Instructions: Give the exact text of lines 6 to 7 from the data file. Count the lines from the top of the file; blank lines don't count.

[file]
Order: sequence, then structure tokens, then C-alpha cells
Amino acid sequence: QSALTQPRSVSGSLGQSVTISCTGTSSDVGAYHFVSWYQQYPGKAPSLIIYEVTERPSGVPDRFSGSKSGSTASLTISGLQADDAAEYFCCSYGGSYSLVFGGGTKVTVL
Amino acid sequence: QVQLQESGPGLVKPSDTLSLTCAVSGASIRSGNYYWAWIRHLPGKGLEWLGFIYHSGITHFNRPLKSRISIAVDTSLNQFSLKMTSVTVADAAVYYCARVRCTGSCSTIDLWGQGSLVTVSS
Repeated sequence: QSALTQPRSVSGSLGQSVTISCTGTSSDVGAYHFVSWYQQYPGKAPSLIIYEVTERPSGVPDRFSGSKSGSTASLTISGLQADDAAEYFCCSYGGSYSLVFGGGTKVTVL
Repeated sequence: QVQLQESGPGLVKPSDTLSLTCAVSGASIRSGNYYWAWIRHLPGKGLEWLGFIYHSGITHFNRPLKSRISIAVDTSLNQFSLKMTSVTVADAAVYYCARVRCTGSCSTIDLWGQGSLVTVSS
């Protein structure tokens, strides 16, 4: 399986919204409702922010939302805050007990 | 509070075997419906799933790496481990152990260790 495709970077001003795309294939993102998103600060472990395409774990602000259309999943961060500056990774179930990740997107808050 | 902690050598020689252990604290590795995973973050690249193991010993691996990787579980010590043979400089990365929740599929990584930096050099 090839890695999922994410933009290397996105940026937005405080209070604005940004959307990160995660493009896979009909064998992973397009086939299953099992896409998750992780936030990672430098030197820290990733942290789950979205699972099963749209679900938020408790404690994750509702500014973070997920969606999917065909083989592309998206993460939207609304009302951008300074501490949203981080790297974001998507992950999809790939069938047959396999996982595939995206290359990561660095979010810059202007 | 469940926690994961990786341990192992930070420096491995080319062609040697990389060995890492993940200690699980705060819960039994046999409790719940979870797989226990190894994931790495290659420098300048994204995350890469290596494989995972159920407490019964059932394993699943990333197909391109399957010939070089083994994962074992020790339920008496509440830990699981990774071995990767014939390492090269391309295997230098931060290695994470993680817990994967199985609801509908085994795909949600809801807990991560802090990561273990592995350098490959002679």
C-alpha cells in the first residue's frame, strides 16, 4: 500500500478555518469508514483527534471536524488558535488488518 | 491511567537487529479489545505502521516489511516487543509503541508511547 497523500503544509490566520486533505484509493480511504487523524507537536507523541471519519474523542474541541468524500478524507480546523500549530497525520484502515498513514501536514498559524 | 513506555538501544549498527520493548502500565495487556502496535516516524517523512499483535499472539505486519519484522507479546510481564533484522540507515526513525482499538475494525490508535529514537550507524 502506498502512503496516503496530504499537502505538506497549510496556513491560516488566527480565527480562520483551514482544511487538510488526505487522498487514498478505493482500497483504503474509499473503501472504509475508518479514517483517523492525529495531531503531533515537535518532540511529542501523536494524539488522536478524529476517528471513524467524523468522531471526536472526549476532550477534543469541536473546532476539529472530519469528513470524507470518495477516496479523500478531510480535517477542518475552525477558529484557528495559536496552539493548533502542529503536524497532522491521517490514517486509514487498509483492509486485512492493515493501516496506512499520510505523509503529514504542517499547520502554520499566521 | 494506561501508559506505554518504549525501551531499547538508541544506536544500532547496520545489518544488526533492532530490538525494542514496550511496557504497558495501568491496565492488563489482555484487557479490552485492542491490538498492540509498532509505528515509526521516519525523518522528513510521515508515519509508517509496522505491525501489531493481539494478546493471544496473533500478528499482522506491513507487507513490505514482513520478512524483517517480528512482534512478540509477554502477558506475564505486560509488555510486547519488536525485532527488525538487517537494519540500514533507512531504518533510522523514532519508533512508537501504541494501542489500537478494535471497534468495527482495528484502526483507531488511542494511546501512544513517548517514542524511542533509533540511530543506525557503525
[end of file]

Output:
């Protein structure tokens, strides 16, 4: 399986919204409702922010939302805050007990 | 509070075997419906799933790496481990152990260790 495709970077001003795309294939993102998103600060472990395409774990602000259309999943961060500056990774179930990740997107808050 | 902690050598020689252990604290590795995973973050690249193991010993691996990787579980010590043979400089990365929740599929990584930096050099 090839890695999922994410933009290397996105940026937005405080209070604005940004959307990160995660493009896979009909064998992973397009086939299953099992896409998750992780936030990672430098030197820290990733942290789950979205699972099963749209679900938020408790404690994750509702500014973070997920969606999917065909083989592309998206993460939207609304009302951008300074501490949203981080790297974001998507992950999809790939069938047959396999996982595939995206290359990561660095979010810059202007 | 469940926690994961990786341990192992930070420096491995080319062609040697990389060995890492993940200690699980705060819960039994046999409790719940979870797989226990190894994931790495290659420098300048994204995350890469290596494989995972159920407490019964059932394993699943990333197909391109399957010939070089083994994962074992020790339920008496509440830990699981990774071995990767014939390492090269391309295997230098931060290695994470993680817990994967199985609801509908085994795909949600809801807990991560802090990561273990592995350098490959002679």
C-alpha cells in the first residue's frame, strides 16, 4: 500500500478555518469508514483527534471536524488558535488488518 | 491511567537487529479489545505502521516489511516487543509503541508511547 497523500503544509490566520486533505484509493480511504487523524507537536507523541471519519474523542474541541468524500478524507480546523500549530497525520484502515498513514501536514498559524 | 513506555538501544549498527520493548502500565495487556502496535516516524517523512499483535499472539505486519519484522507479546510481564533484522540507515526513525482499538475494525490508535529514537550507524 502506498502512503496516503496530504499537502505538506497549510496556513491560516488566527480565527480562520483551514482544511487538510488526505487522498487514498478505493482500497483504503474509499473503501472504509475508518479514517483517523492525529495531531503531533515537535518532540511529542501523536494524539488522536478524529476517528471513524467524523468522531471526536472526549476532550477534543469541536473546532476539529472530519469528513470524507470518495477516496479523500478531510480535517477542518475552525477558529484557528495559536496552539493548533502542529503536524497532522491521517490514517486509514487498509483492509486485512492493515493501516496506512499520510505523509503529514504542517499547520502554520499566521 | 494506561501508559506505554518504549525501551531499547538508541544506536544500532547496520545489518544488526533492532530490538525494542514496550511496557504497558495501568491496565492488563489482555484487557479490552485492542491490538498492540509498532509505528515509526521516519525523518522528513510521515508515519509508517509496522505491525501489531493481539494478546493471544496473533500478528499482522506491513507487507513490505514482513520478512524483517517480528512482534512478540509477554502477558506475564505486560509488555510486547519488536525485532527488525538487517537494519540500514533507512531504518533510522523514532519508533512508537501504541494501542489500537478494535471497534468495527482495528484502526483507531488511542494511546501512544513517548517514542524511542533509533540511530543506525557503525